An exploration in making a video essay, and a discussion on the role of an editor, in an arts practice and digital culture. This Visual Essay was part of my assessment for Editing Skills Module, MA in Digital Culture, UCC, Ireland. More on edit4credit.wordpress.com, and ,y own research site fitefuaite.com/
In my video essay, I am exploring my role as I unconsciously edit in my arts practice, and edit my community practise. I am very interested in the process, the difference between arts practice, and other work. The experience of editing a Wikipedia page, has made me not just appreciate but be excited by the concept of open participatory projects. I discuss boundaries between writers and readers, and the emerging sub-culture such as DIY citizens. I mention 2 books that have influenced the way I think about modern culture, open source and social interaction. These books are part of research for my thesis. Also, I had to mention my research (yes, obsession) on textiles, and lace in particular. I'm quite excited to start thinking about my digital artefact, and the possibilities of combining digital and text/textiles. For me it was more of an exploration of digital software and possibilities, visually editing, to try and evoke, different tempos, mood, etc. Graphics, whether in print or on screen is an area I am interested in. The frame of a painting can make or break a piece, the visual frame of a digital project, can also make or break it. I used this opportunity to explore visual essays as a medium, and the tools needed: a range of digital software from photoshop to wondershare editing software, voice recording, and archive footage that was free to use. Creating and editing visual graphics so they were in context with my spoken word was difficult, producing long slow images, and then faster, more surprising graphics, as I went from talking about my arts practice to digital editing. I created some digital collages in photoshop, to create an overall impression, a visual text. It was interesting to see how delayed or overlapped still images can be made to appear animated. I enjoyed the process, and see it as a starting point of gathering information, tools, techniques, and more importantly, software I like to work with, to ultimately work towards my thesis and digital artefact.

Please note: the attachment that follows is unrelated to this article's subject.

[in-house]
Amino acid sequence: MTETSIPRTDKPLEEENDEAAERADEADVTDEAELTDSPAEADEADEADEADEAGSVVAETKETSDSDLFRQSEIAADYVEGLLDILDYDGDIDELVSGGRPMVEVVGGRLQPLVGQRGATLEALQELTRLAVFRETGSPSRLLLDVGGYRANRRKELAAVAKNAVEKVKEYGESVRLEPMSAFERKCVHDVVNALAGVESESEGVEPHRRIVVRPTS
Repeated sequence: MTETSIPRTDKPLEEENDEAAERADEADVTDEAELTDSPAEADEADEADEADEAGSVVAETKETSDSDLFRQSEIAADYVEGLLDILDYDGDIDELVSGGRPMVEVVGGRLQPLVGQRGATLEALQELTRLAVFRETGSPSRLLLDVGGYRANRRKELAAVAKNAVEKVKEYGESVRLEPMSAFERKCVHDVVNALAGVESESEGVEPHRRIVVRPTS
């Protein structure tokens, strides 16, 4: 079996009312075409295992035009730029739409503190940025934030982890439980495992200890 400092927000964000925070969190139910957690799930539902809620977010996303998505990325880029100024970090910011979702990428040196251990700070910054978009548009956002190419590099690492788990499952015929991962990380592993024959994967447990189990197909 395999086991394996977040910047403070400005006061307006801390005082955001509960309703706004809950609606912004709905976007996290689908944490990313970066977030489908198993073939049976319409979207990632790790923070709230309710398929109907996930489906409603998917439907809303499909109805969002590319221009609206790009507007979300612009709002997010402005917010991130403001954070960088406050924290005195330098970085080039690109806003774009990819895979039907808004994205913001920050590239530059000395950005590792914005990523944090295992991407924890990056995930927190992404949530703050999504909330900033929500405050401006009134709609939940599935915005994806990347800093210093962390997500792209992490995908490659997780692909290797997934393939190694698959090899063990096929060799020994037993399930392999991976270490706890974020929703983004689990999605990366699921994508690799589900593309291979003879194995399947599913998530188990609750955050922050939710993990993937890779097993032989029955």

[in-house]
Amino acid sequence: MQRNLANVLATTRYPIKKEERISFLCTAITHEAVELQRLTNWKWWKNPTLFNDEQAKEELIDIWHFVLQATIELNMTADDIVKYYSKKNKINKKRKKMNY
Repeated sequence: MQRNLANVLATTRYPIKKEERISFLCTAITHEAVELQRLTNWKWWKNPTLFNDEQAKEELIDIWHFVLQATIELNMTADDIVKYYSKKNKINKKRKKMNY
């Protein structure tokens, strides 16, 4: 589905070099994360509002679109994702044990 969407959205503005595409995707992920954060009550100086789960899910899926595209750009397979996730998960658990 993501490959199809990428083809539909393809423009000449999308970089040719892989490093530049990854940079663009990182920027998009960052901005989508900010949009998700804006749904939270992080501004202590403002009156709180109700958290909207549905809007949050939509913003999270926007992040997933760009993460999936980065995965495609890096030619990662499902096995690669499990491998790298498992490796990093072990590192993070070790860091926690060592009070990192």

The artist in the clip is Kiyomi Iwata, made by The Cut Company. Not only do I love the artist and her work, I love the delicacy of the video itself.